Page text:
By Mikhail Zakharov
With U.S. President Donald Trump gone, NATO is no longer under the threat of devolving into “brain death”—how French President Emmanuel Macron described member state’s waning commitment to transatlantic values in 2019.[i] Now, reviving the North Atlantic Treaty Organization is a highly demanded task—not least because of a number of countries and non-state actors that have attempted to exploit the vulnerabilities and temporary weakness of the Alliance and, in particular, because of the rapidly changing nature of warfare, which no longer provides time for reflection.
Article 5 of the North Atlantic Treaty says that in case of an “armed attack” on any member state, all thirty NATO states will consider it as “an attack against them all” and “will assist” up to and “including the use of armed force.” It goes without saying that this rule is the centerpiece of member countries’ stability and is not disputed—at least in cases in which it is simple to understand a missile or a bomb being fired as an act of war. However, today NATO members have to pay attention to new and more intricate challenges that are coming from abroad, like malicious cyber activity, to ensure effective deterrence in the age of cyber warfare.
Seeing that threats from traditional weapons are clearer in our minds and their threat is (more or less) not confusing, the haze of cyber activity, with the lines between war and peace more blurred, causes indecisiveness, generated by the lack of visibility and understanding. Nevertheless, this new threat is not theoretical, and such attacks span across gadgets, sectors, and jurisdictions to launch a blow. Some experts in Western countries claim that acts of this kind may be state-run or sanctioned, with Russia, China, or Iran behind them.[ii]
Although the involvement (or the level of involvement) of these states still stirs controversy among Western actors, it must be noted that some coincidences might not be accidental—as it happened in 2007, when Estonia (a NATO member since 2004) fell victim to a destabilizing cyber-attack that followed the relocation of a Soviet-era statue in Tallinn.[iii] What is more, as argued by experts that posit that the Russian state does engage in offensive cyber operations, the technical tactics and sophistication of Russian cyber operations have evolved since then, and today primarily focus on advanced intrusion tactics like credential harvesting and infiltrating critical service provider platforms.[iv] Allegedly, these operations are often associated with Russian Chief of the General Staff, General Valery Gerasimov. According to the Carnegie Foundation, this is “a whole-of-government concept that fuses hard and soft power across many domains and transcends boundaries between peace- and wartime.”[v]
While Western countries have been pointing at cyber and disinformation as the domains in which Russia has recently caused the most damage, pursuing its own political objectives (not limited to the Estonian case), Moscow representatives consistently deny any Russian government involvement in cyberattacks: “We emphasize that fighting against cybercrime is an inherent priority for Russia and an integral part of its state policy to combat all forms of crime,” Russia’s Embassy in Washington has recently claimed in a Facebook post.[vi] The Kremlin has lately described allegations of its involvement as “baseless”.[vii] Russian experts routinely criticize NATO for “tilting further in the direction of raising stakes and showing no interest of NATO in playing its own or at least supportive role in military de-escalation in Europe”, as Alexey Gromyko, Director of the Institute of Europe of the Russian Academy of Sciences, wrote in his “Comments on the Brussels Summit Communique”, where cyber activities and the possibility of invocation of Article 5 were also mentioned.[viii] Direct connections between the governments mentioned above and whoever is mounting the attacks are vague at best, thanks to the usage of non-state actors, which allows governments to deny responsibility. Meanwhile, the weapons of cyber warfare spread like wildfire, showing an unseen level of technical sophistication and taking national borders in stride. One of the most notorious cyber weapons in history, the malware known as NotPetya, caused approximately U.S. $10 billion in damage and affected not only Ukraine, its country of destination, but also many global companies from NATO member states, as well.[ix] Unlike the rapid and resolute response against the invention of weapons of mass destruction (Geneva Protocol of 1925 or Nuclear Non-Proliferation Treaty of 1968), the surge of cyber weapons today often leads to confusion and indecisiveness.[x] Countries (and their politicians) often do not agree on who is to blame for the growing problem and how to react in a case in which a joint response is required. The idea of collective retaliation is still nascent.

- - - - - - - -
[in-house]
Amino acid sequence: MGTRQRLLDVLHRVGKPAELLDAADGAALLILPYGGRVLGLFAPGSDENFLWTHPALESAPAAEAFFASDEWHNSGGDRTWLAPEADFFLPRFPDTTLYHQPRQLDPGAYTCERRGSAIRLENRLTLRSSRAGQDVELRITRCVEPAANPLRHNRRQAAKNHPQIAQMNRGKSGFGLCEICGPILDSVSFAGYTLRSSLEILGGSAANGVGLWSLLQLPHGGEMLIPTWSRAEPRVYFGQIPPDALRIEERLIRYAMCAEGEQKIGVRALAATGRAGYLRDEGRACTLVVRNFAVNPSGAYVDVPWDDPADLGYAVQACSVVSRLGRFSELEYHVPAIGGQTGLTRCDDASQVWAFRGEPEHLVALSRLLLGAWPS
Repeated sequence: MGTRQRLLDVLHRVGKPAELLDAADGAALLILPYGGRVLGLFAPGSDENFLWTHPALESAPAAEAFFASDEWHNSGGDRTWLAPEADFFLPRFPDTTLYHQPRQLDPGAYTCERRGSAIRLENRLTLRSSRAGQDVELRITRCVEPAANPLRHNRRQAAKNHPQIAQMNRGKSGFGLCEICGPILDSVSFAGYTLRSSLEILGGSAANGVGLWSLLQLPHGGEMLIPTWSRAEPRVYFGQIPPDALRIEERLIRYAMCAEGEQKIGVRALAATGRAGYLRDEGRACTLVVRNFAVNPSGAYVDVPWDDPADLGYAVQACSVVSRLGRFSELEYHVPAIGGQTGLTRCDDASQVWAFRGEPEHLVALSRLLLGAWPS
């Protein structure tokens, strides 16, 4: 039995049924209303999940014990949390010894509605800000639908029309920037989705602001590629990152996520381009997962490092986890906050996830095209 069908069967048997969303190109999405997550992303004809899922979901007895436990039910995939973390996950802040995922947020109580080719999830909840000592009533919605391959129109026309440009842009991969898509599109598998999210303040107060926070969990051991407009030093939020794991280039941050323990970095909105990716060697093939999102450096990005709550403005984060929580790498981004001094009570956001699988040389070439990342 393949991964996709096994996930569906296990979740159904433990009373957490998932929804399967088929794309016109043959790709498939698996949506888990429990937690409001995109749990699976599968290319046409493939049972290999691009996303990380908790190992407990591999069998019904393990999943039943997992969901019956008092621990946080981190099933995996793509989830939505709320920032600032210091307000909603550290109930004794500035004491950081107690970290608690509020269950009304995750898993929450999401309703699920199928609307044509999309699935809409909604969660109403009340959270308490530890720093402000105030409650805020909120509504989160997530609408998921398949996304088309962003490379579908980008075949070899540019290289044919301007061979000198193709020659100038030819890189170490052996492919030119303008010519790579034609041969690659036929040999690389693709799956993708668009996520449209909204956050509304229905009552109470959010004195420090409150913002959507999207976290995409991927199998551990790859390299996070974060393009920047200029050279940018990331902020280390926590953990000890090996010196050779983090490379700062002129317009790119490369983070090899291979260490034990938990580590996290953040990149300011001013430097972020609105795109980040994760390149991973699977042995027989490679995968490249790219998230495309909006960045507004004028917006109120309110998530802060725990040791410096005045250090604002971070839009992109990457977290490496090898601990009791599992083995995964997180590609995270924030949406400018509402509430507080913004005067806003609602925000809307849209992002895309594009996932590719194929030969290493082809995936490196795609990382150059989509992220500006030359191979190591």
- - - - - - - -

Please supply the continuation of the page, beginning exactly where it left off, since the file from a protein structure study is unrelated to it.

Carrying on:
At the Prague Summit in 2002, NATO for the first time recognized that the Alliance should “strengthen our capabilities to defend against cyber attacks.”[xi] At the 2016 Warsaw Summit, NATO officially recognized cyberspace as a domain of operations: “[we] recognize cyberspace as a domain of operations in which NATO must defend itself as effectively as it does in the air, on land and at sea. This will improve NATO’s ability to protect and conduct operations across these domains and maintain our freedom of action and decision, in all circumstances.”[xii]
As U.S. Secretary Antony J. Blinken recently mentioned at the National Security Commission on Artificial Intelligence’s (NSCAI) Global Emerging Technology Summit, “At the NATO summit, NATO reaffirmed that a cyber attack could trigger Article V – “an attack on one is an attack on all” – and that’s an important step too in deterring those attacks and protecting our national security in the cyber age.”[xiii] Today, when more and more complex suspicious activities against NATO systems are registered every day, it is definitely a timely decision “to employ the full range of capabilities at all times to actively deter, defend against, and counter the full spectrum of cyber threats, including those conducted as part of hybrid campaigns, in accordance with international law”, as the Brussels Summit 2021 communiqué says.[xiv]